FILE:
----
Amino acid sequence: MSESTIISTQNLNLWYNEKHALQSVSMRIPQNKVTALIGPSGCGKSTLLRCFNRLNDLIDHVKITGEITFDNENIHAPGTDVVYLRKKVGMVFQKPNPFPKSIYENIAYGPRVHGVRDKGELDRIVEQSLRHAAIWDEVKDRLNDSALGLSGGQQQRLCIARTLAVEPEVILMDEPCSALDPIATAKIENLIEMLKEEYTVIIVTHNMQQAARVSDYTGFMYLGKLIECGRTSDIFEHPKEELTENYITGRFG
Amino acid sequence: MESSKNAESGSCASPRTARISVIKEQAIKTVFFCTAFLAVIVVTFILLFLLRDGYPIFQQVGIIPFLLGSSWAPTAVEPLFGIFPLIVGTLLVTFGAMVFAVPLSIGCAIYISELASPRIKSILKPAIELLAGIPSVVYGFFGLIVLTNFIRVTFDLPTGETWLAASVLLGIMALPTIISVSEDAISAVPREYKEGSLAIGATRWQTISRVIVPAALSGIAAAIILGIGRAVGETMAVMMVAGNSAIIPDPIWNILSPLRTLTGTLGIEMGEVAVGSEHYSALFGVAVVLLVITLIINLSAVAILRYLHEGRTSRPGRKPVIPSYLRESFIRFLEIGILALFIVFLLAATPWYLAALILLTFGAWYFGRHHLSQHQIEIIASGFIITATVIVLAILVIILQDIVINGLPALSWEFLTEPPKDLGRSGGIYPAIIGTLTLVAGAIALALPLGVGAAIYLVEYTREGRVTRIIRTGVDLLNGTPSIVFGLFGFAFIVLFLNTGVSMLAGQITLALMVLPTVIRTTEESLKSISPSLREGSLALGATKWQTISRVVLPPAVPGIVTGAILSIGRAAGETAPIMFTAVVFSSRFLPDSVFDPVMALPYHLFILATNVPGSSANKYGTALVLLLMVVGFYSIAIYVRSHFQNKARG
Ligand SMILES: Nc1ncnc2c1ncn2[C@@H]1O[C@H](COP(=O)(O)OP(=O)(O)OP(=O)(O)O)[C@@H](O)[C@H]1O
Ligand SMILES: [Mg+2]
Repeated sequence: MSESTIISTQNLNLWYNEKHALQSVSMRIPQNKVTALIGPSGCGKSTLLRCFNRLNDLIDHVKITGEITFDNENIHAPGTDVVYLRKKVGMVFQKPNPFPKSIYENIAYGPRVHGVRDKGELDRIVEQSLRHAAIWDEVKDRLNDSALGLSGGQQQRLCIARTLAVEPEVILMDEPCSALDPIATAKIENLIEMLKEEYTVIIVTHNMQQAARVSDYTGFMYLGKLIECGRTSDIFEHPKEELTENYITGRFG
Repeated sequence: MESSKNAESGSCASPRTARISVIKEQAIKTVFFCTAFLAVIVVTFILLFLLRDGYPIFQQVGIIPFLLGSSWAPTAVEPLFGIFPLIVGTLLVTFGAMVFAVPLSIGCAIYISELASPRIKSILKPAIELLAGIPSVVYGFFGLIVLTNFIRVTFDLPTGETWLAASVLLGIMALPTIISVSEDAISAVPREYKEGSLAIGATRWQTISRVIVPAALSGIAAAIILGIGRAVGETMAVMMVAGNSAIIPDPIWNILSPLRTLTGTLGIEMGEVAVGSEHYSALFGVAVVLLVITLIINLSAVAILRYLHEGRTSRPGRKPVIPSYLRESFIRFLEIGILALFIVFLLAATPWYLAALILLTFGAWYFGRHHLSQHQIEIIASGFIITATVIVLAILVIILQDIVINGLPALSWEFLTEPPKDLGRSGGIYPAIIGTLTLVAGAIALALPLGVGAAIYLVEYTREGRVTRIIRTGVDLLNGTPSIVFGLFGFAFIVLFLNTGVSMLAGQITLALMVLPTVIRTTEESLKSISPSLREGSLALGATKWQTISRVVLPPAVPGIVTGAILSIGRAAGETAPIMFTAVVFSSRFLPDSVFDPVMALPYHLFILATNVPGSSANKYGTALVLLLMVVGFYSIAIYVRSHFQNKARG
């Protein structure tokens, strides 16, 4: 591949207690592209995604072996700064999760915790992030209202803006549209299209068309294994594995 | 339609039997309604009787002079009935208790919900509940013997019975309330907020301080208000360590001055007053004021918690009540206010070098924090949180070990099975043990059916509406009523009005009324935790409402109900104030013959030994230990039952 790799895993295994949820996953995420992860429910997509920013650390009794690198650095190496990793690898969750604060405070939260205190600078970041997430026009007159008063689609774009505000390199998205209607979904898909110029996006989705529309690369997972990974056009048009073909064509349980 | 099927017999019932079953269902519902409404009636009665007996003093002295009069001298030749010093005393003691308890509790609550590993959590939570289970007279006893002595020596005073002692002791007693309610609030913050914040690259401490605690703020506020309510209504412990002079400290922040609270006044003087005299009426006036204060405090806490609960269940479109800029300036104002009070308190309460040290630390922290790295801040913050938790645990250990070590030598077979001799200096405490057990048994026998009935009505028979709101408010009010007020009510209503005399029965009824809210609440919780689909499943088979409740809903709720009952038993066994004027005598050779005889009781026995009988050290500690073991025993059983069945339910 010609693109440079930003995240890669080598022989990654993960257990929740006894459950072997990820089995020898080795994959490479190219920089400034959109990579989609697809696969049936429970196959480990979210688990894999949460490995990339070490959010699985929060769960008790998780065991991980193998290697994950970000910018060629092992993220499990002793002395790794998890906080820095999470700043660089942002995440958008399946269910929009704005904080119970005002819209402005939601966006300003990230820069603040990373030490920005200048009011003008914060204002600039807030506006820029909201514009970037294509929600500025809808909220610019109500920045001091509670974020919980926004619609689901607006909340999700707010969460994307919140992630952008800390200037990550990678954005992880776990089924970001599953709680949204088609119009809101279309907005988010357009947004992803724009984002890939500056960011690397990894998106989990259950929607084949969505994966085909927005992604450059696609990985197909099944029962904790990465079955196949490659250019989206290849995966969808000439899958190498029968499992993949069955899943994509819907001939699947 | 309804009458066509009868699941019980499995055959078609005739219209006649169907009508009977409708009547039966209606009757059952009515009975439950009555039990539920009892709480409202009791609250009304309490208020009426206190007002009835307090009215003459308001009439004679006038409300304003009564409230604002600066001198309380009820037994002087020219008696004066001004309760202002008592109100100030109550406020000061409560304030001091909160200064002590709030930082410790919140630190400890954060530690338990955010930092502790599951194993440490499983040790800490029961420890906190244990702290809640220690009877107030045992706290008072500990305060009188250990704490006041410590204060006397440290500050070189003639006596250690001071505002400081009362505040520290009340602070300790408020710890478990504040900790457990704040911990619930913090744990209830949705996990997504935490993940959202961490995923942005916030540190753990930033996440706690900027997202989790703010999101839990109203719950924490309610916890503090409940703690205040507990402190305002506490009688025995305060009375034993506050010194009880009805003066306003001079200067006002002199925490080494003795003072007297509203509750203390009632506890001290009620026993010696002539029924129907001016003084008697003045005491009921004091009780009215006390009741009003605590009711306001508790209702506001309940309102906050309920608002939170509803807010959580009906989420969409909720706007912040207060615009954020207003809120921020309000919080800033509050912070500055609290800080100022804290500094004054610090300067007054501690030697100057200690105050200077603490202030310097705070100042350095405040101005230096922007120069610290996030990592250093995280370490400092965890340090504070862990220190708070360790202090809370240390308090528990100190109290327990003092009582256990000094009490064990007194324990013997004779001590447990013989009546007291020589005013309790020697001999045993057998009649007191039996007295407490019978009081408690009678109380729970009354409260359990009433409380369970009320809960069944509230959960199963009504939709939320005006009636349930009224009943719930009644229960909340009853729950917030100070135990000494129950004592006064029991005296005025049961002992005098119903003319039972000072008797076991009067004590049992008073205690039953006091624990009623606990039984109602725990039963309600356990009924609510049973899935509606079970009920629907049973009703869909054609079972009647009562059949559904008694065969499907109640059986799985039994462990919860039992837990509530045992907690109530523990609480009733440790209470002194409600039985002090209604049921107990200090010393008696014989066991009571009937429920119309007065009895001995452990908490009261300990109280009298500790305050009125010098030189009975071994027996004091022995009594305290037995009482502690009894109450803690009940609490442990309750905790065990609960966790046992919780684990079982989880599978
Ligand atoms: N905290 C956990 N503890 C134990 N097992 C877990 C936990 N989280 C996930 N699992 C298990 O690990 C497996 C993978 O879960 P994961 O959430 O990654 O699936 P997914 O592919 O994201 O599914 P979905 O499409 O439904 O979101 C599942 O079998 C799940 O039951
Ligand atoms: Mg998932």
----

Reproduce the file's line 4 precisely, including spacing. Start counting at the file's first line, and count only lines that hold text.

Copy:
Ligand SMILES: [Mg+2]